Did I state that the awards are not funded by an excise tax on vaccines? I seem to recall correcting you on the terminology a while back, where you claimed it was not a tax.

        It is a 0.75 tax per dose. The compensation is paid from the excise tax. Is the program itself? E.g. salaries and overhead for the special masters, personnel at HHS, etc.? That was not my understanding.

        The manufacturers are not exempt from any liability due to vaccine related injury. Perhaps you could do your own research rather than reading dubious websites? They are liable for failure to warn and for manufacturing defects.

        The Court of Federal Claims is the *first* place someone must take their case (if they are asking for >$1,000. Under that and they can go directly to civil court).

        You might want to read the actual rules of the Court. For example, Rule 12

        (a) In General. Within 90 days after the entry of judgment under Vaccine Rule 11,
        petitioner must file with the clerk an election either:
        (1) to accept the judgment; or
        (2) to file a civil action for damages for the alleged injury or death.

        The language is clear. One can set aside the judgment of the Special Master and file a civil action.

      • Science Mom September 18, 2013 at 00:04 #

        The manufacturers are exempt from any liability related to vaccine injury thanks to the Congress and political contributions from the pharamaceutical industry.

        I’m sorry you thought the Canary Party video was real. Petitioners to the NVICP must simply go through that process first but they can then reject the decision and sue manufacturers directly. Given there was at least one lawyer consulting on that ignorant video, it’s obvious he is too unethical or incompetent to convey this and also discuss how the NVICP system very much favours the petitioner over a full tort process.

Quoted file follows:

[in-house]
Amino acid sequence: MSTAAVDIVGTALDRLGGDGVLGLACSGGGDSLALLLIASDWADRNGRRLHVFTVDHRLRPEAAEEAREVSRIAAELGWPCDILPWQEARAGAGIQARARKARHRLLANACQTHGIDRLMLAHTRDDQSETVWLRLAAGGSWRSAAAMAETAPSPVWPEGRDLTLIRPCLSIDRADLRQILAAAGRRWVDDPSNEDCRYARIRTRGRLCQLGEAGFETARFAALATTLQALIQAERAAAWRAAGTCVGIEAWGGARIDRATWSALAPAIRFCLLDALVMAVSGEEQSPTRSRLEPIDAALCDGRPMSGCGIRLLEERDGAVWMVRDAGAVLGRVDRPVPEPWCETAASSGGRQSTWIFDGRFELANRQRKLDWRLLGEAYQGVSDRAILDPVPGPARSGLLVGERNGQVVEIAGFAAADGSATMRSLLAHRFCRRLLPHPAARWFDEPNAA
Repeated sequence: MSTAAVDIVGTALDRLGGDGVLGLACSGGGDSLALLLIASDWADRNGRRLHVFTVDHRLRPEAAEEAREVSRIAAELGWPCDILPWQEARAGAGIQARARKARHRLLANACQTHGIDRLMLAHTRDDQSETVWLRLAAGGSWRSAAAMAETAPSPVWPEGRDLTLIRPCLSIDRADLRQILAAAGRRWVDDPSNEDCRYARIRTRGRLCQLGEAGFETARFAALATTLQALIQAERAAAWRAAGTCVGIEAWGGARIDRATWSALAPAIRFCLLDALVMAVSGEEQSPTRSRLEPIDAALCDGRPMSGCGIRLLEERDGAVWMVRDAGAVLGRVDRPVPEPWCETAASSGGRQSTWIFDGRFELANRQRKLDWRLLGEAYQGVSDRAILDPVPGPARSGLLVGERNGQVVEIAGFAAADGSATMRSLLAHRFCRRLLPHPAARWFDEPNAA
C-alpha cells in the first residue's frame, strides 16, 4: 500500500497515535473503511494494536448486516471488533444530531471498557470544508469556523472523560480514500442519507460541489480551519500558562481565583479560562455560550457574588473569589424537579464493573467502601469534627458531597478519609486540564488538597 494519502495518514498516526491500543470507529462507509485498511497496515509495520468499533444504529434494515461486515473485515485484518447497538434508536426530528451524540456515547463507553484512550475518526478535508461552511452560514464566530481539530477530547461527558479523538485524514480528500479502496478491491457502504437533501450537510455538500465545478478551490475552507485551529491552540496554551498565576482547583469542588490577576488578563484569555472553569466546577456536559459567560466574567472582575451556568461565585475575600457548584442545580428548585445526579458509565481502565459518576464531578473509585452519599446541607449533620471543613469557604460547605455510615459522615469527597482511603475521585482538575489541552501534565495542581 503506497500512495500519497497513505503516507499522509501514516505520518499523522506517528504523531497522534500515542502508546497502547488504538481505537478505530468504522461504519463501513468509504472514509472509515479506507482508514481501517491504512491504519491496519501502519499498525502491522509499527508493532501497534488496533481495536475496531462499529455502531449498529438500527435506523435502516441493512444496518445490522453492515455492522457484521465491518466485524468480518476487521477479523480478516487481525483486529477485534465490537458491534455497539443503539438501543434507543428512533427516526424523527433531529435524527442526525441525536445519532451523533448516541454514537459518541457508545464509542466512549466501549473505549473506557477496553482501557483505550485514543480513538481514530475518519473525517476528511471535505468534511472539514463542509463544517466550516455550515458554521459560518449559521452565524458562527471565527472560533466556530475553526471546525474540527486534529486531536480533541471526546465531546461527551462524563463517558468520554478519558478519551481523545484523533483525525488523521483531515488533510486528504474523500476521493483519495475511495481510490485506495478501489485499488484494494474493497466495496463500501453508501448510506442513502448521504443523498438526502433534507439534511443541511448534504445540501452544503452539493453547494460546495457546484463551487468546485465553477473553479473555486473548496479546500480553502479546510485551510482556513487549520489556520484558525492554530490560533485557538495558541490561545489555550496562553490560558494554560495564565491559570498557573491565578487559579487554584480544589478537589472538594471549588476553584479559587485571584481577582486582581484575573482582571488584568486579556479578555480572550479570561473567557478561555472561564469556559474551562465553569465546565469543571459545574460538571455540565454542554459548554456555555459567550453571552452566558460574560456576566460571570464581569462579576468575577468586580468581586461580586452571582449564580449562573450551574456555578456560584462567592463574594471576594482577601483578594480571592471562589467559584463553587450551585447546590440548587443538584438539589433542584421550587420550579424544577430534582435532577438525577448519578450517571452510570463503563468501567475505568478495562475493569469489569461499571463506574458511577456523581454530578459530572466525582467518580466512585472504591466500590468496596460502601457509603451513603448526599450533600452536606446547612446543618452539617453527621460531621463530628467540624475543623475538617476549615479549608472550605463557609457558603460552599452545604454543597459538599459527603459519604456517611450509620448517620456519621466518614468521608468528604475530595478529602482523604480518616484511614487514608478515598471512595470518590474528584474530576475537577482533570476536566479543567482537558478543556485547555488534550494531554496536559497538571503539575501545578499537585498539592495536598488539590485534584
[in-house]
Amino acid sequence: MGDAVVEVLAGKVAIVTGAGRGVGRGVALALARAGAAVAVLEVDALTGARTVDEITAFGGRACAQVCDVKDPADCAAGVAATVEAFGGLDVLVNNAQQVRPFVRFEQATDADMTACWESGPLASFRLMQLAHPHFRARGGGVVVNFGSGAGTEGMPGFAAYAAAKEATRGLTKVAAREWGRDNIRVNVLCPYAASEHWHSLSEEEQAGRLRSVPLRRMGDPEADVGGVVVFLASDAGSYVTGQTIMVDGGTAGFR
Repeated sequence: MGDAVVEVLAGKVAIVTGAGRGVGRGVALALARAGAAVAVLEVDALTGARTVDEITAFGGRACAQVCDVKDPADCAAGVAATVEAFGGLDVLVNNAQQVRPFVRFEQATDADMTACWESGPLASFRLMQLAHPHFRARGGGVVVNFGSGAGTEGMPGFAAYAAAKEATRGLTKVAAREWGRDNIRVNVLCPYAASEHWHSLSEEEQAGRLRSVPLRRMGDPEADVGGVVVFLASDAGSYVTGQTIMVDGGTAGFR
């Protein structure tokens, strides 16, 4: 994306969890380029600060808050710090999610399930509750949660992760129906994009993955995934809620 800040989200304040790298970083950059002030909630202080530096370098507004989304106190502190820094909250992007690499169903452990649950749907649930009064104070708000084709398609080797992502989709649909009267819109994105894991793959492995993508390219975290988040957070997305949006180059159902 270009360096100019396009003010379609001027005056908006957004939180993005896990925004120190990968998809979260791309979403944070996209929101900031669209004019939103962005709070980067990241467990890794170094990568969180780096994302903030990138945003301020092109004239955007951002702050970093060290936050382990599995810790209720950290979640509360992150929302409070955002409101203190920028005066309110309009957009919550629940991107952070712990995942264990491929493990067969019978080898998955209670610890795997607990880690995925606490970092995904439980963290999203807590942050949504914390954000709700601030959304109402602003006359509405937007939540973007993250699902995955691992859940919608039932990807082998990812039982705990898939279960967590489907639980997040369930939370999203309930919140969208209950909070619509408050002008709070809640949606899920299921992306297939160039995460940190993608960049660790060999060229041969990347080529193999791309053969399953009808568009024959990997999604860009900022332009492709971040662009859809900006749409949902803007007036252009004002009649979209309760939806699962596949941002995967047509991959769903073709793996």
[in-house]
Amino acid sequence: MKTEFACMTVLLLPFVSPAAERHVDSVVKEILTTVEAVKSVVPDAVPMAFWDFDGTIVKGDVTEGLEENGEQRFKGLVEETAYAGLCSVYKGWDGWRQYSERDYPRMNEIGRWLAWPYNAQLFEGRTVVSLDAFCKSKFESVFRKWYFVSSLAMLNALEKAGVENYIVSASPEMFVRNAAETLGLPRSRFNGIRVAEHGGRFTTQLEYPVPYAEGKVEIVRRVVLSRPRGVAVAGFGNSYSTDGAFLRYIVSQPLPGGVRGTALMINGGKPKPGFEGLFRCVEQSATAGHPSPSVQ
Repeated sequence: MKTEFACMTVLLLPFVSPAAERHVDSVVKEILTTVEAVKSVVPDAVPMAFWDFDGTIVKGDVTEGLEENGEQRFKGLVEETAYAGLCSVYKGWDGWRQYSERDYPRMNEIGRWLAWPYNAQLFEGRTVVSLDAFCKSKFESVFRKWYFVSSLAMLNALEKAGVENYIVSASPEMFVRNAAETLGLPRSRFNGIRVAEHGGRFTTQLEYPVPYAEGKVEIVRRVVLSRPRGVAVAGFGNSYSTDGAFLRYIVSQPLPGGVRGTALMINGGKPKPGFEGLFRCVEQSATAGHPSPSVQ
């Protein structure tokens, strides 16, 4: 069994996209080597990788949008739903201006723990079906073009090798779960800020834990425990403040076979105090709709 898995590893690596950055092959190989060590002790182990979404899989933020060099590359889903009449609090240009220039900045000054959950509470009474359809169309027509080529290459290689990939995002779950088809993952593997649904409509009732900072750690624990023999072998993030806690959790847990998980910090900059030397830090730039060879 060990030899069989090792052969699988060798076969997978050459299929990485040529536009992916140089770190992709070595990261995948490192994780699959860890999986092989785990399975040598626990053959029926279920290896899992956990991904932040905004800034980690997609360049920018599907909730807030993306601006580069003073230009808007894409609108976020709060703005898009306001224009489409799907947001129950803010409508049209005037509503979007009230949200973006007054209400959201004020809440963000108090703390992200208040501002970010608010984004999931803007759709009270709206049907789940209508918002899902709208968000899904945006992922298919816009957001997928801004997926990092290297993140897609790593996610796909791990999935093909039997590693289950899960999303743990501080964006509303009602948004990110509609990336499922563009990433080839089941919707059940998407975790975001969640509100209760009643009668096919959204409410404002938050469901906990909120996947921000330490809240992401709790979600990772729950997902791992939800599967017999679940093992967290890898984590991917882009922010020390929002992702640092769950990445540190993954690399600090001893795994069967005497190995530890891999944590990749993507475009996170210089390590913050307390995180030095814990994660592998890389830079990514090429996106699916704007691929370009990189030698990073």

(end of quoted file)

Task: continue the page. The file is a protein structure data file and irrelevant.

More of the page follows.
3. Science Mom September 17, 2013 at 16:08 #

    Poor Dachelbot has got a call out to the wahbulance over your post pointing out the fact that Issa is receiving large donations from the Canary Party and is “interested” in their faux vaccine issue. He doesn’t give a toss about any of the autism bills mind you. Dachelbot also doesn’t seem to get that people don’t tend to use their own money for their campaigns so his personal wealtlh is moot.

    • Sullivan (Matt Carey) September 17, 2013 at 17:40 #

      Good to know she reads this site. I can’t say I return the compliment. Let me know how it turns out over there.